Refers to the degree to which both dim and bright objects in the image can be
differentiated from each other and from the background of the image. High
contrast helps in observing fainter objects and in discerning subtle visual
details. The same applies to differences in color especially in darker or
difficult light conditions. High quality optical coatings provide better
contrast in an image. The other factors affecting contrast are: collimation, air
turbulence, and objective lens, prism and eyepiece quality. Steiner offers
several high contrast coatings such as the Predator Series for spotting and
viewing wildlife against a foliated or wooded background or the Navigator Series
which reduce haze and excessive blue light to product a sharp high contrast
image while viewing over water or similar conditions.
The distance between the binocular and the nearest object you can focus on,
while maintaining a good image and sharp focus, defines the close focus distance
of a binocular. This term is normally applied only to center focus models which
may need to focus both near and farther distances. Close Focus distance is a
critical issue with bird watchers and observers of close subjects that tend to
move around at varying distances quickly. Steiner offers "Fast close focusing"
on its lines of roof prism binoculars including the Merlin, Wildlife Pro,
Peregrine and Predator Series.
The optical elements of the binocular are coated to reduce internal light
loss and glare, which in turn ensures even light transmission, resulting in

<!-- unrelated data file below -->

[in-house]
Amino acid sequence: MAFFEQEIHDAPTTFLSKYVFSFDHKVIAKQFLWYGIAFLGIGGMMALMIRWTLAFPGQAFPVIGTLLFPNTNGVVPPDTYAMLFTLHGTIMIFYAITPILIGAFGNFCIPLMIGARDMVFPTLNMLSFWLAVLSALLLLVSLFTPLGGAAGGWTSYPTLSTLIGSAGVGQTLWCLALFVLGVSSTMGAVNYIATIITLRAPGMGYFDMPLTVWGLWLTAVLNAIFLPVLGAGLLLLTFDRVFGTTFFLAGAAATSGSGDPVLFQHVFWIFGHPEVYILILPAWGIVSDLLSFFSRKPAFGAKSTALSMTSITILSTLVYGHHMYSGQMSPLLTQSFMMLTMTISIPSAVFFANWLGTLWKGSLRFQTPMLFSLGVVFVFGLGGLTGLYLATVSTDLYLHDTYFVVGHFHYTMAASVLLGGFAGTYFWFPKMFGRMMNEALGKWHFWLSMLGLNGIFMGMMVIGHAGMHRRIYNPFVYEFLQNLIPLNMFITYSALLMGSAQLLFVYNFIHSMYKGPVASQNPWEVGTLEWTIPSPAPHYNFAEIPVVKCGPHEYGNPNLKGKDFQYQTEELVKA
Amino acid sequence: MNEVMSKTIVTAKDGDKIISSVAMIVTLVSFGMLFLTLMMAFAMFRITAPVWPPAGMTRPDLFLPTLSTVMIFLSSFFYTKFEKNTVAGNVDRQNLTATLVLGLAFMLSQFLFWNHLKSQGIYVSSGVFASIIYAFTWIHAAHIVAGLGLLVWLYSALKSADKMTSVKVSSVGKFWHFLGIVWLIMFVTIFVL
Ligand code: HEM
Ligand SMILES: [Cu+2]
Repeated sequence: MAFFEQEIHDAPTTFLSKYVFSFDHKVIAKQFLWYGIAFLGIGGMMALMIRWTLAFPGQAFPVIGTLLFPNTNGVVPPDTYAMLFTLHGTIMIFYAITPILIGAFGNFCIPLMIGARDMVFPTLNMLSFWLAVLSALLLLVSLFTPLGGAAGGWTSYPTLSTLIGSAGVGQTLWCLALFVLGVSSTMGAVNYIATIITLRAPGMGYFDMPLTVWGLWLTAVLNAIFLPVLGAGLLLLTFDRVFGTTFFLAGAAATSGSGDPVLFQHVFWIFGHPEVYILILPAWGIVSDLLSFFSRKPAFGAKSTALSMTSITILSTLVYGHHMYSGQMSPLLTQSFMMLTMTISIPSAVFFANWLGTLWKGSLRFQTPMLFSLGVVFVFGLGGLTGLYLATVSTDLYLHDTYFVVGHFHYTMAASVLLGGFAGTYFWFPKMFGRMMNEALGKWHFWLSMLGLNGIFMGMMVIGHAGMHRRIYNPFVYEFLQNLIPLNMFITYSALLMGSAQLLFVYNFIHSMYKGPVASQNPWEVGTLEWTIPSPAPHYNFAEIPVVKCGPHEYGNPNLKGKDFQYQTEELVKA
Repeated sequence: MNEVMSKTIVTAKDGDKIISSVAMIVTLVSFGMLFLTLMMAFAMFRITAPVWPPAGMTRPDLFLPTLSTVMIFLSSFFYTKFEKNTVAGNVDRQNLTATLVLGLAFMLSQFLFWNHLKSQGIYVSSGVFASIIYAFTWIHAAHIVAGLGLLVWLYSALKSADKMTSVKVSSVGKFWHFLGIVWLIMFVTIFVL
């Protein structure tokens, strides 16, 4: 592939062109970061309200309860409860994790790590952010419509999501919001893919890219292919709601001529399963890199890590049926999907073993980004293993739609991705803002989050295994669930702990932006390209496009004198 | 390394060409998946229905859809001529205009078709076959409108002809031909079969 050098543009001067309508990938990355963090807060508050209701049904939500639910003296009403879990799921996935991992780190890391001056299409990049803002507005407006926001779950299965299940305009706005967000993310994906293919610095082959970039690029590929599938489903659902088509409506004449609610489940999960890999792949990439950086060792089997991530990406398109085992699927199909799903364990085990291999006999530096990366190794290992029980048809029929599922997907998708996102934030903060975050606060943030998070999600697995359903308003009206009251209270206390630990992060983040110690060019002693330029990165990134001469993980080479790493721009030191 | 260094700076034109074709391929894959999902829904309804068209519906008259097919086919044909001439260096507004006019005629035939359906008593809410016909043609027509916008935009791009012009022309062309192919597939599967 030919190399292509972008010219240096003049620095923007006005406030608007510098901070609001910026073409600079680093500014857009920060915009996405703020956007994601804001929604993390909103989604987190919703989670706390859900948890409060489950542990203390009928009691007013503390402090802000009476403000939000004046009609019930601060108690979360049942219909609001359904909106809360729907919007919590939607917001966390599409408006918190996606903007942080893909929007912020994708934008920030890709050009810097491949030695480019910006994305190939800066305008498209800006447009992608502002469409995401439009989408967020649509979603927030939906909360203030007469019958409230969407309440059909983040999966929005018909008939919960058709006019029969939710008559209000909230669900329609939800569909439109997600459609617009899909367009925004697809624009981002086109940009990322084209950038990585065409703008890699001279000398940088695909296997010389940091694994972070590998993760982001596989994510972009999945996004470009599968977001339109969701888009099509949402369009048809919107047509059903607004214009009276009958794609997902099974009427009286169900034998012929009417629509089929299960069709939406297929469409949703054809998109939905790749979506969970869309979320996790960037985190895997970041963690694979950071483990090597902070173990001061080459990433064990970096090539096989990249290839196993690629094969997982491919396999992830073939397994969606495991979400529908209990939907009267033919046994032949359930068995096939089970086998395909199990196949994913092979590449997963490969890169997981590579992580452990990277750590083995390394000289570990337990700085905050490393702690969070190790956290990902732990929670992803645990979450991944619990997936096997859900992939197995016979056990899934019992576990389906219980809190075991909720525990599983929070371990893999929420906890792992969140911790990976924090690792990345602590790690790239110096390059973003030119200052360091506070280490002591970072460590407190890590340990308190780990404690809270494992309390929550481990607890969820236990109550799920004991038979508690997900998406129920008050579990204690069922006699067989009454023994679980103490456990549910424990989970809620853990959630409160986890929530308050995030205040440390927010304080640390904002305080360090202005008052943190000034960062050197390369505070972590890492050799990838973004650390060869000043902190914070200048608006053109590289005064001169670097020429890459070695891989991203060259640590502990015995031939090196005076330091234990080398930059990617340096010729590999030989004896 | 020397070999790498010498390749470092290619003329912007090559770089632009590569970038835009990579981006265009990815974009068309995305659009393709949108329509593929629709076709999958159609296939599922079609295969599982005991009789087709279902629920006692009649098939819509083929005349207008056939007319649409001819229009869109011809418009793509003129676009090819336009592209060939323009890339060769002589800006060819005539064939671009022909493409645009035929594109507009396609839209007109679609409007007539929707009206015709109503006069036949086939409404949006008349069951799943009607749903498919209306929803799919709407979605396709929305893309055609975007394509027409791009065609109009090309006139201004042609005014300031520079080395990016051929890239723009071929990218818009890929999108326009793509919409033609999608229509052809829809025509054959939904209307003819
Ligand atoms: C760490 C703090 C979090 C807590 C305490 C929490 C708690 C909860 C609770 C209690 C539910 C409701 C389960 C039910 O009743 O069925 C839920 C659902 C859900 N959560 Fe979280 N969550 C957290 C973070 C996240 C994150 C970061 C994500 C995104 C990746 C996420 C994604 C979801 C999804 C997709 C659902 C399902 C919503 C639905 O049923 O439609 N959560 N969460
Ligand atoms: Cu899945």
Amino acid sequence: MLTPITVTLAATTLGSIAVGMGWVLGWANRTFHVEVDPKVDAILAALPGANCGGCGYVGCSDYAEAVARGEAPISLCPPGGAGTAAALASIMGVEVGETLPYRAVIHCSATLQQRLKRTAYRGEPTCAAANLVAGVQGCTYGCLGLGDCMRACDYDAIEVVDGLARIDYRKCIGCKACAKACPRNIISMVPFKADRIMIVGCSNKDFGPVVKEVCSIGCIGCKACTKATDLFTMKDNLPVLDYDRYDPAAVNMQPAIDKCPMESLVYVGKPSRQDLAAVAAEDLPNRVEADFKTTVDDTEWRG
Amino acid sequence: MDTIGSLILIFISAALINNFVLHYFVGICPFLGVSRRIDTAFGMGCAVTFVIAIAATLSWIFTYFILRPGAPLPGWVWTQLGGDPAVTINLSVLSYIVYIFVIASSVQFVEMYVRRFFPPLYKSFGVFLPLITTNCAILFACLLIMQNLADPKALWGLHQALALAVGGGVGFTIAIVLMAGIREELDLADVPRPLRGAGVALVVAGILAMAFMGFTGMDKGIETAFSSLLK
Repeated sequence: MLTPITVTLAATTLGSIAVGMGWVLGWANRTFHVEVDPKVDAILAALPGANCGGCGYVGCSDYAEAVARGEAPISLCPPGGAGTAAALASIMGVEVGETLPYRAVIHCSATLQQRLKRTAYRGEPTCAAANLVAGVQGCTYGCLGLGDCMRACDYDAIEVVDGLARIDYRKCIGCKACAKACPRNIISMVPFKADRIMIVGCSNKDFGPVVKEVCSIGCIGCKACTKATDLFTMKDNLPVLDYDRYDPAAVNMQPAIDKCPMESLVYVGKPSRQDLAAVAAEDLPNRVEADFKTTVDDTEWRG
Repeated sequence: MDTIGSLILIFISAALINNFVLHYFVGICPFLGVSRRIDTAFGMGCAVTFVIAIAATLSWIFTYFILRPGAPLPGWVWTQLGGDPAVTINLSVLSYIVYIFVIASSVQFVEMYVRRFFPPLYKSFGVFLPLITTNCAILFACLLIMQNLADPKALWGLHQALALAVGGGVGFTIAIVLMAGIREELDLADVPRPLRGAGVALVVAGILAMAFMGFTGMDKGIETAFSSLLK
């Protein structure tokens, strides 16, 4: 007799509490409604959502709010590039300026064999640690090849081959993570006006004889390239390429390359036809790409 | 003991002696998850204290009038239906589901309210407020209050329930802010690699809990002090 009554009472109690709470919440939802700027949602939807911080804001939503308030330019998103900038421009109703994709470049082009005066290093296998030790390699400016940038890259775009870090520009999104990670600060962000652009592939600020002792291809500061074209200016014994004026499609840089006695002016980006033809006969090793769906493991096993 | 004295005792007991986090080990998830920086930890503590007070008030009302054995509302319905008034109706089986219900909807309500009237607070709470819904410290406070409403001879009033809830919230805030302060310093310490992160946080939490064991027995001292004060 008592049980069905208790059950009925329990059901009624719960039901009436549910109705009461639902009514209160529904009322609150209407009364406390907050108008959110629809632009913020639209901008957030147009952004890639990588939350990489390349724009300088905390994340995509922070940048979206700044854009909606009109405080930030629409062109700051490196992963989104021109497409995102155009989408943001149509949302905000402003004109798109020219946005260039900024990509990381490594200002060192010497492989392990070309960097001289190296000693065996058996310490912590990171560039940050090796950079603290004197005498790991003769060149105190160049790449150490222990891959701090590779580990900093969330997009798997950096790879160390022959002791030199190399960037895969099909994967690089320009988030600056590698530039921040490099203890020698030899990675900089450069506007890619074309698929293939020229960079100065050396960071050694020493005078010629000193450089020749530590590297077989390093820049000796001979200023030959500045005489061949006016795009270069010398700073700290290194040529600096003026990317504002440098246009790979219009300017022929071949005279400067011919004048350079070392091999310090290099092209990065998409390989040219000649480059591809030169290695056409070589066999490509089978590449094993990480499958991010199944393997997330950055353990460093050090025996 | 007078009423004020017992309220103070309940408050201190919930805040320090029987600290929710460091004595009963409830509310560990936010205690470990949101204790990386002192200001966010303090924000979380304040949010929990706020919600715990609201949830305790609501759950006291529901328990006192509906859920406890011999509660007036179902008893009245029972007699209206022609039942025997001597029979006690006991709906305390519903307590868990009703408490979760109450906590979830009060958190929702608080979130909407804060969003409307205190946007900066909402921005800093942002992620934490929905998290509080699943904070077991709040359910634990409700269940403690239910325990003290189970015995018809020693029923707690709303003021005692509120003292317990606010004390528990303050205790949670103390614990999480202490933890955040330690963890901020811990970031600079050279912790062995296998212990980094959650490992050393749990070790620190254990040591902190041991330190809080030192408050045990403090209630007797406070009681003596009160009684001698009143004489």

greater image sharpness, brightness, color fidelity and contrast. Choosing a
binocular with good lens coatings will ensure greater satisfaction with the
binocular you select. Lens coatings range in quality or applications as follows:
coated -- fully coated -- multicoated -- fully multicoated. Coated lenses are
the lowest performance and basically will not result in much satisfaction. Fully
coated lenses are quite economical and can work well for you, depending on your
needs. Multicoated or fully multicoated lenses are both very good choices. Fully
multicoated lenses give the best light transmission and brightest images, and
are therefore the most desirable. Steiner offers only multicoated and fully
multicoated lenses using a variety of proprietary mineral source substances to
produce outstanding viewing results.
A binoculars' prisms serve to invert the image and come in one of two basic
designs: Roof or Porro prisms. By design, roof prisms are more lightweight and
compact, for portability. Porro prisms are designated either BK-7 or BAK-4. Both
are economical and highly effective designs. The finer glass in the BAK-4 design
is of high density and virtually eliminates internal light scattering, producing
sharp, well defined images. Steiner uses only BAK-4 prisms in their binoculars.
A critical factor in the performance of any binocular is its construction.
The security of the barrel alignment and proper internal mounting and alignment
of the optics are crucial to producing a binocular that's mechanically reliable,
smooth functioning and long-lasting. This is a special strength in Steiner
models: By starting with the most durable design and then combining that with
very strong materials that will hold the optical elements in place securely not
allowing them to shift, therefore not to cause flaws or discomfort in the
viewing experience. The proper design, materials and construction will also
assure that the binocular is sealed to not allow intrusion of water or moisture.
Collimation is the alignment of the optical elements of the binocular to the
mechanical axis. Good collimation prevents eyestrain, headaches, inferior and
double images while improving resolution. Unfortunately, proper collimation is
almost impossible to achieve in very low priced binoculars that lack quality
components and design. All Steiner models are collimated to exceed universally
acceptable standards so as to produce a very comfortable viewing experience for
longer periods of time.
Built with Volusion